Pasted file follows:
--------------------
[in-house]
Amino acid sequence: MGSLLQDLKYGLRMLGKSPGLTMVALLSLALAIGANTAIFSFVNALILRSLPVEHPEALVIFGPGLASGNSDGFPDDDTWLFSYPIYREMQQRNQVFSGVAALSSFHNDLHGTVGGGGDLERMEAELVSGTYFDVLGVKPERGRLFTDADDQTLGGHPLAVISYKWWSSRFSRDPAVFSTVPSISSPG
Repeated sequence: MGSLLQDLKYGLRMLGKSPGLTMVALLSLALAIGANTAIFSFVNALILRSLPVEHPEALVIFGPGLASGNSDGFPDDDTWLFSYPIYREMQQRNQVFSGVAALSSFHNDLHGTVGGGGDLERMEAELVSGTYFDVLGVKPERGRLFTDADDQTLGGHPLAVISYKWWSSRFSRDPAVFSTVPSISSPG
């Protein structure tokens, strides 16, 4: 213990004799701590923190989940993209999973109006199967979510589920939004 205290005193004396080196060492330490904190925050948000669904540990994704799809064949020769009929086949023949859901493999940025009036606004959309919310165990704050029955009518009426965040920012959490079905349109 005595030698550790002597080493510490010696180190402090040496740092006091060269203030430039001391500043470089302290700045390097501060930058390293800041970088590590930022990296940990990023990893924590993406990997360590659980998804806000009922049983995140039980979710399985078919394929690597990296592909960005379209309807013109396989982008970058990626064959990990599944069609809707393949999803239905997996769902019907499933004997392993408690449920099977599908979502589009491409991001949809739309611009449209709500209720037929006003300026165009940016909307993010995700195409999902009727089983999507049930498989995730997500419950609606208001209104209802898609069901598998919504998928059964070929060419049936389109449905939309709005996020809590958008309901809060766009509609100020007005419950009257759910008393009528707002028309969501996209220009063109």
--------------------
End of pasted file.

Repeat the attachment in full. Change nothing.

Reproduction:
[in-house]
Amino acid sequence: MGSLLQDLKYGLRMLGKSPGLTMVALLSLALAIGANTAIFSFVNALILRSLPVEHPEALVIFGPGLASGNSDGFPDDDTWLFSYPIYREMQQRNQVFSGVAALSSFHNDLHGTVGGGGDLERMEAELVSGTYFDVLGVKPERGRLFTDADDQTLGGHPLAVISYKWWSSRFSRDPAVFSTVPSISSPG
Repeated sequence: MGSLLQDLKYGLRMLGKSPGLTMVALLSLALAIGANTAIFSFVNALILRSLPVEHPEALVIFGPGLASGNSDGFPDDDTWLFSYPIYREMQQRNQVFSGVAALSSFHNDLHGTVGGGGDLERMEAELVSGTYFDVLGVKPERGRLFTDADDQTLGGHPLAVISYKWWSSRFSRDPAVFSTVPSISSPG
């Protein structure tokens, strides 16, 4: 213990004799701590923190989940993209999973109006199967979510589920939004 205290005193004396080196060492330490904190925050948000669904540990994704799809064949020769009929086949023949859901493999940025009036606004959309919310165990704050029955009518009426965040920012959490079905349109 005595030698550790002597080493510490010696180190402090040496740092006091060269203030430039001391500043470089302290700045390097501060930058390293800041970088590590930022990296940990990023990893924590993406990997360590659980998804806000009922049983995140039980979710399985078919394929690597990296592909960005379209309807013109396989982008970058990626064959990990599944069609809707393949999803239905997996769902019907499933004997392993408690449920099977599908979502589009491409991001949809739309611009449209709500209720037929006003300026165009940016909307993010995700195409999902009727089983999507049930498989995730997500419950609606208001209104209802898609069901598998919504998928059964070929060419049936389109449905939309709005996020809590958008309901809060766009509609100020007005419950009257759910008393009528707002028309969501996209220009063109």